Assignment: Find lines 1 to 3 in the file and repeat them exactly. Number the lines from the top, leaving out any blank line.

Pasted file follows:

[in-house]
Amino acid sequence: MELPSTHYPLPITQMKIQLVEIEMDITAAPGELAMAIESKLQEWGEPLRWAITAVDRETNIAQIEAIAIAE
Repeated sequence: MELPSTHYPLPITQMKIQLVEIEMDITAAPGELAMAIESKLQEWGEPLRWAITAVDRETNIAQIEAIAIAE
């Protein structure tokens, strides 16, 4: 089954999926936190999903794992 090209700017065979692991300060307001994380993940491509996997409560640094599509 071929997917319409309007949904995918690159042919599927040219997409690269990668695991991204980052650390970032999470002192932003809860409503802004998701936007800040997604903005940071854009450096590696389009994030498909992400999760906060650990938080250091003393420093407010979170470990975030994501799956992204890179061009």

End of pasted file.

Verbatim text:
[in-house]
Amino acid sequence: MELPSTHYPLPITQMKIQLVEIEMDITAAPGELAMAIESKLQEWGEPLRWAITAVDRETNIAQIEAIAIAE
Repeated sequence: MELPSTHYPLPITQMKIQLVEIEMDITAAPGELAMAIESKLQEWGEPLRWAITAVDRETNIAQIEAIAIAE